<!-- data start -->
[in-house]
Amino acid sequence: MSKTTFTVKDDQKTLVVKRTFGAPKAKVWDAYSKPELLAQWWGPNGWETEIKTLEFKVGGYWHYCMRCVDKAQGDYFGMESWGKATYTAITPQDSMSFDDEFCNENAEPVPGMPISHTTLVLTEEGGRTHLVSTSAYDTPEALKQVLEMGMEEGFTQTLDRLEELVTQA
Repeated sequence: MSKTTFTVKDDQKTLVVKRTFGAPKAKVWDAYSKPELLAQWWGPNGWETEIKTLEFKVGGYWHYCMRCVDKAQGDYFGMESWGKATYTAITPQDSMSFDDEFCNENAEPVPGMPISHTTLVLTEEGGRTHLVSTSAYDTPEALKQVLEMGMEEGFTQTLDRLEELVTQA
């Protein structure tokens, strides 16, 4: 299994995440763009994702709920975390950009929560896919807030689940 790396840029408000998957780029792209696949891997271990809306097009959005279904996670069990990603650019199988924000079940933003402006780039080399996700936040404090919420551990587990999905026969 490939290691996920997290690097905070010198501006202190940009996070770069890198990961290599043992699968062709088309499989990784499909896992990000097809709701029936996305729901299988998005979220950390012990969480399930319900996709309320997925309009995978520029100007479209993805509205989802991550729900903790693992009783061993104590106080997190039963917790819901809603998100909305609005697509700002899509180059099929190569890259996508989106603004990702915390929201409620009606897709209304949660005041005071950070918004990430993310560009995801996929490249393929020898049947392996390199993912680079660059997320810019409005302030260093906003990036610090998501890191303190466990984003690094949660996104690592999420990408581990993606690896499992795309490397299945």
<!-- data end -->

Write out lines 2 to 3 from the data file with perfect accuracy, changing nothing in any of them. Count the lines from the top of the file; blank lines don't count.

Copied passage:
Amino acid sequence: MSKTTFTVKDDQKTLVVKRTFGAPKAKVWDAYSKPELLAQWWGPNGWETEIKTLEFKVGGYWHYCMRCVDKAQGDYFGMESWGKATYTAITPQDSMSFDDEFCNENAEPVPGMPISHTTLVLTEEGGRTHLVSTSAYDTPEALKQVLEMGMEEGFTQTLDRLEELVTQA
Repeated sequence: MSKTTFTVKDDQKTLVVKRTFGAPKAKVWDAYSKPELLAQWWGPNGWETEIKTLEFKVGGYWHYCMRCVDKAQGDYFGMESWGKATYTAITPQDSMSFDDEFCNENAEPVPGMPISHTTLVLTEEGGRTHLVSTSAYDTPEALKQVLEMGMEEGFTQTLDRLEELVTQA